Soil Health: The increasing focus amid soaring fertiliser prices and global uncertainty

Soil Health: The increasing focus amid soaring fertiliser prices and global uncertainty

Around the world farmers/growers are looking at alternative nutrient sources and management practices to aid in crop growth in the face of soaring fertiliser prices and uncertainty in the worldwide markets. Globally, fertiliser prices have risen about 200% over the past year following record price rises for source ingredients coal and natural gas, alongside new export restrictions on fertilisers by China and Russia. This uncertainty has not only led to rising fertiliser costs but chemicals and diesel prices are also high and increasing global inflation has driven up labour and other costs. These inputs are the four major on-farm expenses and they are at record levels. This is leading to a paradigm shift in how many farmers think, and alternative alternative practices that maintain high productions are being sought.

One of the key areas we see farmers focussing on is soil health. As improving soil health can help to drive yield increases and also lead to less inputs being used. The key for many growers we deal with directly is treating soil as part of a living system they manage. Its often forgotten that there are billions of living organisms in the soil and that these soil microorganisms including bacteria, fungi and insects, more than happily coexist in the soil. A rise in the beneficial microbes in the soil increases the amount and types of mineral nutrients, antibiotics and enzymes provided to the plant roots. More nutrients increase plant production, root growth and eventually humus levels, since most humus is formed from the conversion of organic matter by microbes. Soil fertility is also improved enhancing the strike and performance of your crops.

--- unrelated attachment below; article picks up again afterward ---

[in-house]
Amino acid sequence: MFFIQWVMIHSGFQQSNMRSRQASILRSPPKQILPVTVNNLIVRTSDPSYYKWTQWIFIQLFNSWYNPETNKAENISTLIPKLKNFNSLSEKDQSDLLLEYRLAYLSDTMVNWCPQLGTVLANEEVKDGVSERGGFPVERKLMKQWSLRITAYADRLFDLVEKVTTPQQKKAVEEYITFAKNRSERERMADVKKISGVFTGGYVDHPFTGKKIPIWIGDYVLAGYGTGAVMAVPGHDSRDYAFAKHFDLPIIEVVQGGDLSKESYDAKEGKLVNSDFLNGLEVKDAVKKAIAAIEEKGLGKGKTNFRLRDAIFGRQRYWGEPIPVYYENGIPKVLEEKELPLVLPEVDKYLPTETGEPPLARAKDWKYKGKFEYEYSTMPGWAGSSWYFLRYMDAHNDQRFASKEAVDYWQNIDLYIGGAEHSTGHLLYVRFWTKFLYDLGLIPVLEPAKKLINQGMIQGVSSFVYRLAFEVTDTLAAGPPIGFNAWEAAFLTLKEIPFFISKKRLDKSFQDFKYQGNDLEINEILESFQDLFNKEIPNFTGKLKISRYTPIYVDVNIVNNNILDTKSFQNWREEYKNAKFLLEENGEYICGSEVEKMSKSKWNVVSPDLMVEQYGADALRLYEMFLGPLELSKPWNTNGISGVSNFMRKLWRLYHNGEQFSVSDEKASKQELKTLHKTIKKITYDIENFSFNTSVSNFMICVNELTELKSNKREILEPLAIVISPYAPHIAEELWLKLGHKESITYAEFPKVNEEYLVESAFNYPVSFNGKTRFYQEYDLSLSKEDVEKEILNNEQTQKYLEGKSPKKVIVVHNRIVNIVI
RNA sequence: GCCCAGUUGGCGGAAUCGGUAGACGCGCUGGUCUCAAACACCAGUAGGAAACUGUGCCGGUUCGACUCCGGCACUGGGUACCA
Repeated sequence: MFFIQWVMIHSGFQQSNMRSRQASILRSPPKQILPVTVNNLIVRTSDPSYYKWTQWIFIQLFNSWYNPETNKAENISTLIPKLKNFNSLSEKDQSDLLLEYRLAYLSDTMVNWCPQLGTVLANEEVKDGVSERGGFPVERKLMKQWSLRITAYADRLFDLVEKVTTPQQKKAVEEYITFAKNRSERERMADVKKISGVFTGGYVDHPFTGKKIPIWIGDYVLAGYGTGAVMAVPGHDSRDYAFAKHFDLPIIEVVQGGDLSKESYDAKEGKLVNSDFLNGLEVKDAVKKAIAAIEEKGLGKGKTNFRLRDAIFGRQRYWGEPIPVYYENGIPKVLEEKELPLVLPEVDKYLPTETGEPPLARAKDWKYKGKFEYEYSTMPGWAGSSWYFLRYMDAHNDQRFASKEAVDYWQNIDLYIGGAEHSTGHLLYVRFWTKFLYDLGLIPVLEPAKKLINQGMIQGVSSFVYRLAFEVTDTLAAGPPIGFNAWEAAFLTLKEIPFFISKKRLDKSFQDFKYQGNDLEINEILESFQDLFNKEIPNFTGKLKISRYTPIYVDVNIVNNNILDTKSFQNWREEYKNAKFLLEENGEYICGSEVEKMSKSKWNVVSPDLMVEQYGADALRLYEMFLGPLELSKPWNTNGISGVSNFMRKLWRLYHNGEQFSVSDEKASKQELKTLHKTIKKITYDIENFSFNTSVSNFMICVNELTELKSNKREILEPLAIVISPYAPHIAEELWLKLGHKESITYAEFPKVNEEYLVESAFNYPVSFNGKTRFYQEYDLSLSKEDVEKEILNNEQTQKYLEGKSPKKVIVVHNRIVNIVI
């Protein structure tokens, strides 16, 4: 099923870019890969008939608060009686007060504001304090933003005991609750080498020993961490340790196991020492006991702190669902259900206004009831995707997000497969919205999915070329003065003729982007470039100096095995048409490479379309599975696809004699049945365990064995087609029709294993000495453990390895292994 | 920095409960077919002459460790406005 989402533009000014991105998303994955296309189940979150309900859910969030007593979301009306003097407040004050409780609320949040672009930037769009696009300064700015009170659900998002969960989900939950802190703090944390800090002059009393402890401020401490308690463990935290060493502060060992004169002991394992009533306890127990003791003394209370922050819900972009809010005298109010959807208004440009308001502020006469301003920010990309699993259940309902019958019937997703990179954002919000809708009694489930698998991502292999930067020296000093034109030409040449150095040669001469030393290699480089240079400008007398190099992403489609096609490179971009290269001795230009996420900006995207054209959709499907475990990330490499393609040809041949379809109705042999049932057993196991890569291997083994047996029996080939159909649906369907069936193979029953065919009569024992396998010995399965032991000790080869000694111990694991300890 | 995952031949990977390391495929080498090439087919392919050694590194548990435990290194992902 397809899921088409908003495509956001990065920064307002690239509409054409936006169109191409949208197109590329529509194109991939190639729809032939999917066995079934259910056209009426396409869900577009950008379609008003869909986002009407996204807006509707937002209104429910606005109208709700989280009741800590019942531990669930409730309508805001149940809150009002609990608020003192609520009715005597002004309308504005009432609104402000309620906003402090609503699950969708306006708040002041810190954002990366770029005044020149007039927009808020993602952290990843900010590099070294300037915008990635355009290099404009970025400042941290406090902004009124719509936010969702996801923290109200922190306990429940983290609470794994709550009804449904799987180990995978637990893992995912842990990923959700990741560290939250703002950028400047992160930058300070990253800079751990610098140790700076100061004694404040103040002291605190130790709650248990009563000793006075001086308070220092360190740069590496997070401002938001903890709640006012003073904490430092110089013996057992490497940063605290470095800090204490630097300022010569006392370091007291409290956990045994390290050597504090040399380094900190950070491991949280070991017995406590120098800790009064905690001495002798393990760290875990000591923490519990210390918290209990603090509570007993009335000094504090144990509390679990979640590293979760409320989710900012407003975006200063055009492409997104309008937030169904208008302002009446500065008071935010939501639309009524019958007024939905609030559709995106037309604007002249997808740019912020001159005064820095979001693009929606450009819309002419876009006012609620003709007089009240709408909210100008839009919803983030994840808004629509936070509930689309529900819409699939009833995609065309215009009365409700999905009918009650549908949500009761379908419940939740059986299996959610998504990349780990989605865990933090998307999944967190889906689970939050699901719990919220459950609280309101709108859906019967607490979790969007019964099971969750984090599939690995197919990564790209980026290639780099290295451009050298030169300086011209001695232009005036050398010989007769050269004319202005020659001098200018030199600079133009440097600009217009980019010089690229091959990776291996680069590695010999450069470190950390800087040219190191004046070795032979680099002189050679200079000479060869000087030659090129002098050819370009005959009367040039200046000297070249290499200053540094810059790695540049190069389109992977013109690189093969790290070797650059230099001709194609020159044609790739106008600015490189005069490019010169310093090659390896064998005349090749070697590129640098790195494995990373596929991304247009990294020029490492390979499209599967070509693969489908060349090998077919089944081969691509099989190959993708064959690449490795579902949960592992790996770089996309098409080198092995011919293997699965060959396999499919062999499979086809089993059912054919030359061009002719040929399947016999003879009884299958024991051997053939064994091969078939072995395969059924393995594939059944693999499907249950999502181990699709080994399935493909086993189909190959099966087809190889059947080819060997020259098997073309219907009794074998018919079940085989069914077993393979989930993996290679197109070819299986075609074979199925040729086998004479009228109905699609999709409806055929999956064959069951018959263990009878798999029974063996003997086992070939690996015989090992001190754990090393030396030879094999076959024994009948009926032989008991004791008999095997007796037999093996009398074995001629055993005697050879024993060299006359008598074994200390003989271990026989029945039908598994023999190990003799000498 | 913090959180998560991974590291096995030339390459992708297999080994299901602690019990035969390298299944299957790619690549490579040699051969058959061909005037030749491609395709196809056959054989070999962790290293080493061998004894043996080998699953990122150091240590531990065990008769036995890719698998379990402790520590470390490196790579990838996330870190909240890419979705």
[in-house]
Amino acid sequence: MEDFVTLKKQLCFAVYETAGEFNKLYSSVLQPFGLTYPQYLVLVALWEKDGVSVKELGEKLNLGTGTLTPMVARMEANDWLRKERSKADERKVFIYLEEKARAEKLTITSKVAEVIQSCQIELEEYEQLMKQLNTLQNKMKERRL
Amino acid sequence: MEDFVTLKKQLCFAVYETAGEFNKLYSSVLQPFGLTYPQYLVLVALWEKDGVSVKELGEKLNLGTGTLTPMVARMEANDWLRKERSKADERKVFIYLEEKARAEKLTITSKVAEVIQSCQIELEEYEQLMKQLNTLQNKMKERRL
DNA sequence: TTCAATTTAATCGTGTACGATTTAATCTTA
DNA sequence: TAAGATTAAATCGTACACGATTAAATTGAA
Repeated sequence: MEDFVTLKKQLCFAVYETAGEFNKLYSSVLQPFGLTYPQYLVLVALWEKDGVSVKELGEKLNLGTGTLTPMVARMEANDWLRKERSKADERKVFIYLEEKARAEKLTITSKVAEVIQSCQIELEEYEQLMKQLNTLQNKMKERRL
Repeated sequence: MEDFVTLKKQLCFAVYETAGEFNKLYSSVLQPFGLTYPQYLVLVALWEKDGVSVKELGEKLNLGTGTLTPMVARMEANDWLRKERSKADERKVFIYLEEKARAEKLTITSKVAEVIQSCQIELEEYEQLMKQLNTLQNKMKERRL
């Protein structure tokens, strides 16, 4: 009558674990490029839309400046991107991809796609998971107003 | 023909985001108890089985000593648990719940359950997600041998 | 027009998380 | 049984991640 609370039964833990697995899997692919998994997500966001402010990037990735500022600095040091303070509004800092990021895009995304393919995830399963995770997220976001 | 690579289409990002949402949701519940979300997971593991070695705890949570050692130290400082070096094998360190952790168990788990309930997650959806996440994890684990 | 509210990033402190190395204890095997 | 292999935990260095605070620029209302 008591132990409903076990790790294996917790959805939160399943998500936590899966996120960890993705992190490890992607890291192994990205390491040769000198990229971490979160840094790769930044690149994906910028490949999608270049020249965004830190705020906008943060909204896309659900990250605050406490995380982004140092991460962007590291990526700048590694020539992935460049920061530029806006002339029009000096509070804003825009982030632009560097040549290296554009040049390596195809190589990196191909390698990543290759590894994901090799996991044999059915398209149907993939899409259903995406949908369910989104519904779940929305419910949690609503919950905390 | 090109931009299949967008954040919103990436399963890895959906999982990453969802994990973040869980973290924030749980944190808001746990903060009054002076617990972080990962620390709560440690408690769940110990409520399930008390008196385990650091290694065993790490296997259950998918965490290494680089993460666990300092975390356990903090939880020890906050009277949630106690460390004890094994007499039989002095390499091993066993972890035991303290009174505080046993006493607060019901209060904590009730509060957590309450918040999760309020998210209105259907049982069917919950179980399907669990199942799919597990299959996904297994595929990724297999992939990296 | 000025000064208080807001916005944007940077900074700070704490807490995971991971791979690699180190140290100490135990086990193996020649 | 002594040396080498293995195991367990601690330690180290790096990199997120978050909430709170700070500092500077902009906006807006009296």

By allowing and fostering a healthy and functioning soil biology you will not only create and ideal environment for your plants and crops to flourish but you will also lessen the need to use fungicides, pesticides and insecticides as the plants natural defences will improve. In addition you will be feeding the soil which in turn to feeds the plant also potential reducing the fertiliser inputs required.

Factors that affect healthy Soil Biology

Factors that can reduce the soil biological function:

  • Cultivation
  • Use of chemicals - use of pesticides, fungicides, herbicides and many chemical fertilisers
  • Excessive moving and handling of soil
  • Extreme weather

How to create a healthy and functioning Soil Ecosystem

It is very important that all the organisms that a plant requires are present and functioning and they are fed and stimulated. Ensure there is a ready and ample supply of organic matter being recycled into the soil. This is the food for the microbes. Biologically friendly fertilisers help soil biology thrive and provide another food source. Increasing microbial diversity in the soil is also very important. This enhances the breakdown of organic matter with both bacteria and fungi playing an important role and biological activity in general creating a healthier soil environment where microbes are stimulated. In order to get microbial diversity in the soil we can plant mixed pasture swards, use biologically friendly fertilisers or add biology directly through bio-stimulants or other biological inoculants like EM. 

EM works by getting the natural processes to function, the way nature intended by stimulating biological activity in the soil. EM will not only add to the microbial population, but will also stimulate resident microbes. This stimulation can lead to increasing the resident nitrogen fixation capacity directly through the increase of N fixing bacteria, and indirectly by increasing clover growth, increasing mycorrhizal activity and other fungal and earthworm activity.